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Some of the reasons are convention (and the reason $1$ is the convention is that after substituting $x_i = e^{y_i}$ and taking logs of both sides, we get a convex program where all right-hand sides are $0$). But the primary practical reason to put the constraints in a standard form - that is, $g_i(\mathbf x) \le 1$ - is that then the dual of a geometric ...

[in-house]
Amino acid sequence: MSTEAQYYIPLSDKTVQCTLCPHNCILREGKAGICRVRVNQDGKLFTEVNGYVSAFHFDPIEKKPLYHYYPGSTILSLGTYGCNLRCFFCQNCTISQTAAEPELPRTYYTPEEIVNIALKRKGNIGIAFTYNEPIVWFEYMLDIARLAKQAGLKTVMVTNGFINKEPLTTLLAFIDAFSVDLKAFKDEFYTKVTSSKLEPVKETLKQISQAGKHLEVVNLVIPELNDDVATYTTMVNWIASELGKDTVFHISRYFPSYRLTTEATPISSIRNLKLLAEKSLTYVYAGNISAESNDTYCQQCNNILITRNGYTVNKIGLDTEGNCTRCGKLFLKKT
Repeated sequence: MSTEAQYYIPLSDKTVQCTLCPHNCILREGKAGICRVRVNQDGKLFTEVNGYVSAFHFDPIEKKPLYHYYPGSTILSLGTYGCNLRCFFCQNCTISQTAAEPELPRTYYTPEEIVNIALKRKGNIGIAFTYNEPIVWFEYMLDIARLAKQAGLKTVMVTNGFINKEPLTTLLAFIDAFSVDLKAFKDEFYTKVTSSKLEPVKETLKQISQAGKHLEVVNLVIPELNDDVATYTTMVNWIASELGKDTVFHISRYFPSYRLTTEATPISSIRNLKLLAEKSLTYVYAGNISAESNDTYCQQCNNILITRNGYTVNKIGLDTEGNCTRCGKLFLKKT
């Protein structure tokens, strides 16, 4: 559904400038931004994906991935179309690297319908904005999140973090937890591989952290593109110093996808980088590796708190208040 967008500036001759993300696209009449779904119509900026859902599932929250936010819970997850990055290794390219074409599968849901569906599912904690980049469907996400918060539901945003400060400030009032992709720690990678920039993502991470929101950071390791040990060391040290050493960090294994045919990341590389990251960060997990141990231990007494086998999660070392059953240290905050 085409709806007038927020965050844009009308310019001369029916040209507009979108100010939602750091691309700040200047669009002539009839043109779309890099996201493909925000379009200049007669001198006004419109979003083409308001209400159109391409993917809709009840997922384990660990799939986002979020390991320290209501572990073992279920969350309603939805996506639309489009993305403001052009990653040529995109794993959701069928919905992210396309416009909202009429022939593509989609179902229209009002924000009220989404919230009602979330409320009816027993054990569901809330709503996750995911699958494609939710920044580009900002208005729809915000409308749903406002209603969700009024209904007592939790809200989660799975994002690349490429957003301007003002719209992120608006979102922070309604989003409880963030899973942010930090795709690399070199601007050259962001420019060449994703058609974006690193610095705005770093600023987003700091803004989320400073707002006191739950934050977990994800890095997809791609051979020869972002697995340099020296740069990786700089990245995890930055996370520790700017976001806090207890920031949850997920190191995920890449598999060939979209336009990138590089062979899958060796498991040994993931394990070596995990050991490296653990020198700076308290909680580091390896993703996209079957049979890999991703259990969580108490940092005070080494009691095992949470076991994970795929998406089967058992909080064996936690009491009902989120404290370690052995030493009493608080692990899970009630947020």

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$\log 1 = 0$ could explain that: take $\log$ of both sides. Edit: I have now looked and found this in "A tutorial on geometric programming", Stephen Boyd · Seung-Jean Kim · Lieven Vandenberghe · Arash Hassibi. Look on p. 73 equation (6), and the paragraph which precedes it: The conversion of a GP to a convex problem is based on a logarithmic change of ...


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